REFERENCES

  • 1

    Dondorp A, Nosten F, Stepniewska K, Day N, White N, 2005. Artesunate versus quinine for treatment of severe falciparum malaria: a randomised trial. Lancet 366 :717–725.

    • Search Google Scholar
    • Export Citation
  • 2

    Hutagalung R, Htoo H, Nwee P, Arunkamomkiri J, Zwang J, Carrara IV, Ashley E, Singhasivanon P, White NJ, Nosten F, 2006. A case control auditory evaluation of patients treated with artemether-lumefantrine. Am J Trop Med Hyg 74 :211–214.

    • Search Google Scholar
    • Export Citation
  • 3

    Petras JM, Kyle DE, Gettayacamin M, Young GD, Bauman RA, Webster HK, Corcoran KD, Peggins JO, Vane MA, Brewer TG, 1997. Arteether: risks of two-week administration in Macaca mulatta. Am J Trop Med Hyg 56 :390–396.

    • Search Google Scholar
    • Export Citation
  • 4

    Kager PA, Schultz MJ, Zijlstra EE, van den Berg B, van Boxtel CJ, 1994. Arteether administration in humans: preliminary studies of pharmacokinetics, safety and tolerance. Trans R Soc Trop Med Hyg 88 (Suppl 1):S53–S54.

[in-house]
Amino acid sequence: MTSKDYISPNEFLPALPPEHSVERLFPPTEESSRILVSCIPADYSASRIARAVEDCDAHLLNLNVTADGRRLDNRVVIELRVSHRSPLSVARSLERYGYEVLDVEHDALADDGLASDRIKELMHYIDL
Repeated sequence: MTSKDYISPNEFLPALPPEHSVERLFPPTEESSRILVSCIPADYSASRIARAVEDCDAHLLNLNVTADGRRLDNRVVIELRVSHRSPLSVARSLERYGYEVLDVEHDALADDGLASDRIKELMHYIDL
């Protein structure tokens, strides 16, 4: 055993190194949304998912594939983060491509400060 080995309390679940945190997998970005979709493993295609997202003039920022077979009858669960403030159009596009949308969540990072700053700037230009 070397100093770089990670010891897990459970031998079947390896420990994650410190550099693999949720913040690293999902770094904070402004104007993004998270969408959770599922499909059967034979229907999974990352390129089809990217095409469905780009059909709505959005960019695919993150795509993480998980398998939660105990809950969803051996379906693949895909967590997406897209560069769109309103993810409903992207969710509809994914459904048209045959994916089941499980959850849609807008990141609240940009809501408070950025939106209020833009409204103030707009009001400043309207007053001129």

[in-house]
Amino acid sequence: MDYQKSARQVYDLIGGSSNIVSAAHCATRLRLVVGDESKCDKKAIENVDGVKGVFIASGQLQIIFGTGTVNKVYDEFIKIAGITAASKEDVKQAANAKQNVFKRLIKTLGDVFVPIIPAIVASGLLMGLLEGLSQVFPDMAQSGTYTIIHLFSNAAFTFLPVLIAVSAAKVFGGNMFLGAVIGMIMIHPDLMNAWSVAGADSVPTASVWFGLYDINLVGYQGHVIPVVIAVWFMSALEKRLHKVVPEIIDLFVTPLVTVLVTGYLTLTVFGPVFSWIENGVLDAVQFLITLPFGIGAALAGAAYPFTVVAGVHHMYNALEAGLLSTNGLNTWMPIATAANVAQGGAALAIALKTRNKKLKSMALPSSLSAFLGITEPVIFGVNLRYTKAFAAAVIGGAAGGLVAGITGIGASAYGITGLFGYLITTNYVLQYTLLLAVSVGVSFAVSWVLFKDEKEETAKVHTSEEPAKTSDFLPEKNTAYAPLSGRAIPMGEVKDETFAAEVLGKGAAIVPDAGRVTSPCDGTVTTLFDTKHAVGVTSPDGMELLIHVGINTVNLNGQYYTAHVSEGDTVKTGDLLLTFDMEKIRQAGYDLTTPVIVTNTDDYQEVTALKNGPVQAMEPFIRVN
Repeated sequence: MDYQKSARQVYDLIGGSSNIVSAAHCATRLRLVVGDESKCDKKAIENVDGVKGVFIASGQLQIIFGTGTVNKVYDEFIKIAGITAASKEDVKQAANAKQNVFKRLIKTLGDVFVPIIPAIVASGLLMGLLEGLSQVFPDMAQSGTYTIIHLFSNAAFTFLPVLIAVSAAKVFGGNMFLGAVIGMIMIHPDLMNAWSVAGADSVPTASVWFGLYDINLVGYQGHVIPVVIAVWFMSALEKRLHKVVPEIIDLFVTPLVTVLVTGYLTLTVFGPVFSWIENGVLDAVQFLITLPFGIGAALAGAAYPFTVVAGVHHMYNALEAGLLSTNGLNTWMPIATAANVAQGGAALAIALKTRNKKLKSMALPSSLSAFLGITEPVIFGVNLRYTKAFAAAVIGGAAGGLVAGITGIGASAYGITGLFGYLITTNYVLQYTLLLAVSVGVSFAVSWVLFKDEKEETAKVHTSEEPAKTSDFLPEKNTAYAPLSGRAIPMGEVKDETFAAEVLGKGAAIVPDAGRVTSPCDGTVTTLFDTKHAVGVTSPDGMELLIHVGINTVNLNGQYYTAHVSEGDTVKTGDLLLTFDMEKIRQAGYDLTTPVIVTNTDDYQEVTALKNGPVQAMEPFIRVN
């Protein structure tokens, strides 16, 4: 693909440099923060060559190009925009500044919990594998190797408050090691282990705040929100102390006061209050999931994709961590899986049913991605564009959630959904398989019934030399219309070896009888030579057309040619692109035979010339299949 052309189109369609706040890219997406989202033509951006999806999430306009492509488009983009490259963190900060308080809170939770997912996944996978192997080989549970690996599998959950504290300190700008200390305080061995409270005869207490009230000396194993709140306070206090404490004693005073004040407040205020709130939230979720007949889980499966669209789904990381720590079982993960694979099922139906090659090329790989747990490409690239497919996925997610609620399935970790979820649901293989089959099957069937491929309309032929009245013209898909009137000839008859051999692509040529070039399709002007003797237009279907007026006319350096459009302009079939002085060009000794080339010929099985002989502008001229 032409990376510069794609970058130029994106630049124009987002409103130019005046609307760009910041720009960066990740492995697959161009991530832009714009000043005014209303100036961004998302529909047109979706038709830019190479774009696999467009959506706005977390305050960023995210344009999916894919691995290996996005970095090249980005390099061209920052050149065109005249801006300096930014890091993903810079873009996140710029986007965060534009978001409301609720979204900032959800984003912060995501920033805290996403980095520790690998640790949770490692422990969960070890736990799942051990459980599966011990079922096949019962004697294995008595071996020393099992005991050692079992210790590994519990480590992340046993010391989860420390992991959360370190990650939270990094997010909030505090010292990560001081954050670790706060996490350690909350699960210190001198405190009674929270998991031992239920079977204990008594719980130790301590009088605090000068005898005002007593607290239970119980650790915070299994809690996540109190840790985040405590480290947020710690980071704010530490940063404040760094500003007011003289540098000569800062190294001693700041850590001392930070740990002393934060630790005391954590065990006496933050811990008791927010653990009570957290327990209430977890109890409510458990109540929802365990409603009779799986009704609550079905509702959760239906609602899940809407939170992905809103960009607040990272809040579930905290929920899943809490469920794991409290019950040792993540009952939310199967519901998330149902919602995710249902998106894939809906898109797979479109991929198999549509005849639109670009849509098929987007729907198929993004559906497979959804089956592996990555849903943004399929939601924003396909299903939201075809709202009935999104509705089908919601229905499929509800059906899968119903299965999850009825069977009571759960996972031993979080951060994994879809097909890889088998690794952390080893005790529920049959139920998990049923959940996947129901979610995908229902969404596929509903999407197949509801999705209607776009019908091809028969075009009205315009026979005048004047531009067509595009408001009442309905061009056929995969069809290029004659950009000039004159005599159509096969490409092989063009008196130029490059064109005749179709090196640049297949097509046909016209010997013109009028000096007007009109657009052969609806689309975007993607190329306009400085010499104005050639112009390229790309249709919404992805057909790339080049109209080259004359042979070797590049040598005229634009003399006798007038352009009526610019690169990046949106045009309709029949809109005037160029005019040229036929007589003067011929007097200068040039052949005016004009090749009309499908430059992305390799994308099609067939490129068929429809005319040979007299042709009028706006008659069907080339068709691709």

• Search Google Scholar
    • Export Citation
  • 5

    Toovey S, Jamieson A, 2004. Audiometric changes associated with the treatment of uncomplicated falciparum malaria with co-artemether. Trans R Soc Trop Med Hyg 98 :261–267.

    • Search Google Scholar
    • Export Citation
  • 6

    Kissinger E, Hien TT, Hung NT, Nam ND, Tuyen NL, Dinh BV, Mann C, Phu NH, Loc PP, Simpson JA, White NJ, Farrar JJ, 2000. Clinical and neurophysiological study of the effects of multiple doses of artemisinin on brain-stem function in Vietnamese patients. Am J Trop Med Hyg 63 :48–55.